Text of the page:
We are grateful to Paul Brown, former NPR News morning anchor and old-time musician, for sharing about his special bond with Ralph Epperson.
Through his example of running a station devoted to reflecting the community’s life back upon itself, Ralph helped me understand the positive power of media. WPAQ affirmed its community’s life, values, and art, and thereby strengthened the community it reflected. That understanding prompted me to continue with radio and guided my entire career. Also Ralph, simply through his example, was constantly asking the question of others, “What are you doing to help make our world better?” Through what he was doing, he reminded me every day of what I came to consider an obligation to try to improve the lives and potential of those around me. I’m sure I fall short as frequently as I succeed in that, but I suppose the effort counts for something at least.
Paul, who started his radio career at WPAQ as news director and operations manager, is pictured here at the station’s original control board, c. 1985.
Photo by Paul Friedman
My friend Rhonda Vincent is the “Queen of Bluegrass”. She sang in her family band when she was a little girl in Missouri. She always dreamed of singing and playing bluegrass music and sharing it with the world.
I first met Rhonda Vincent at the IBMA for my birthday in 2004. I really like Rhonda and her drive with the mandolin. She really makes me feel special when we talk. I feel like one of the guys in the band.
You can have a dream like Rhonda and Ralph and me.
You Must Have a Dream
Special thanks to Stuart Epperson who shares these comments about his brother Ralph with us.
I was born about 15 years after Ralph and my earliest memories were when he was a senior in high school. He was the person we always looked to for leadership and answers to all kinds of questions. He read constantly…all kinds of books. When someone came to our farm house he would ask them questions about everything. He was highly intelligent.
Shortly after Ralph returned home from working on the Naval Labs in Washington during WW II he built a small radio station in an upstairs bedroom…and commenced daily broadcasting. He often interviewed me on the radio calling me by the nickname, PETER RABBIT, which he had given me. I was eight years old at the time. That name stuck for many years…and I loved every minute that little radio station was on the air. I sometimes read the Bible on the air. People were always mentioning they had heard me on the radio.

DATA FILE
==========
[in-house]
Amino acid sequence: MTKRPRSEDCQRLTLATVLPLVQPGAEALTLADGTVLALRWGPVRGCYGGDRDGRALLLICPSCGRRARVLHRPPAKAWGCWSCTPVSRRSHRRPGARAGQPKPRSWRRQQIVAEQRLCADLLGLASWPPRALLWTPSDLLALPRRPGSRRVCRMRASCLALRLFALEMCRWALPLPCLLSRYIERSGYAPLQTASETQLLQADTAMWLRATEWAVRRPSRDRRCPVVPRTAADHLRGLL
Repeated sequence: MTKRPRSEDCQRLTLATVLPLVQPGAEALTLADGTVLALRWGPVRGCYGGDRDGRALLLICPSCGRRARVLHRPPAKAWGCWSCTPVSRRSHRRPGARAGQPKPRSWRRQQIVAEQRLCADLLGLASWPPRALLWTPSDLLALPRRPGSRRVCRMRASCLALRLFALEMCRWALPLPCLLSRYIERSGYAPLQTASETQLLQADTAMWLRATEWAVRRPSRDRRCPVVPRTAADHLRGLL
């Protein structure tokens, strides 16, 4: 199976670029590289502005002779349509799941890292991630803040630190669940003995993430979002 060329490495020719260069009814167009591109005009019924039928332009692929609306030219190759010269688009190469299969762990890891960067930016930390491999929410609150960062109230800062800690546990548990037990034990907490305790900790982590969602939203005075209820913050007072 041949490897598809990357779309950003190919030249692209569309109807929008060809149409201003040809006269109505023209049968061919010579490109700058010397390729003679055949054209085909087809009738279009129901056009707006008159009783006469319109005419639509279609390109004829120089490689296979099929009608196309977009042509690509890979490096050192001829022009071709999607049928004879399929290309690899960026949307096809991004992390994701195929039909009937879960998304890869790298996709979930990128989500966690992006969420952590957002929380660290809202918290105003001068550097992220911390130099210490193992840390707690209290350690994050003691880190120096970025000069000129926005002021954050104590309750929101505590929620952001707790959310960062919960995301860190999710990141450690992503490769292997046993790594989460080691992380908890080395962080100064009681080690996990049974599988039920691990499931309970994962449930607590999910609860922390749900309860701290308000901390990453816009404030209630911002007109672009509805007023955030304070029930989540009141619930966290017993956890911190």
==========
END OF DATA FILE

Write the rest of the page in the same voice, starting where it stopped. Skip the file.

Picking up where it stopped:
Then, in 1948, Ralph began operating WPAQ in Mt. Airy. My father sawed out the lumber and built most of the building, being a very good carpenter. I was there during the entire process. I knew then I wanted to be a radio broadcaster. Ralph taught me everything I needed to know with help from Arnold, another older brother who also went into radio. This included cleaning the building, announcing,becoming a disc jockey, selling advertising and actually running a radio station.
His dream was contagious….to do everything in an excellent way..he was a perfectionist. He advised me to first get a radio station for myself….then get more. I still rely on his principles of business life…Christian Principles…
What can I say about Ralph except he was the Greatest Man I’ve ever known!
Stuart Epperson (far left) is co-founder and Chairman of the Board of Salem Media Group. Also pictured are siblings Mary Lee Epperson King, Roy Epperson, Lucy Epperson Bowman, Harry “Arnold” Epperson, Jr. and WPAQ founder Ralph Epperson.
I first met Ralph Epperson at WPAQ in 1995. He told me he worked really hard to build the station so he could put it on the air on February 2, 1948. I remember him telling me that WPAQ was his dream. I will not forget what he said to me. Broadcast: A Man and His Dream is my tribute to Ralph and WPAQ.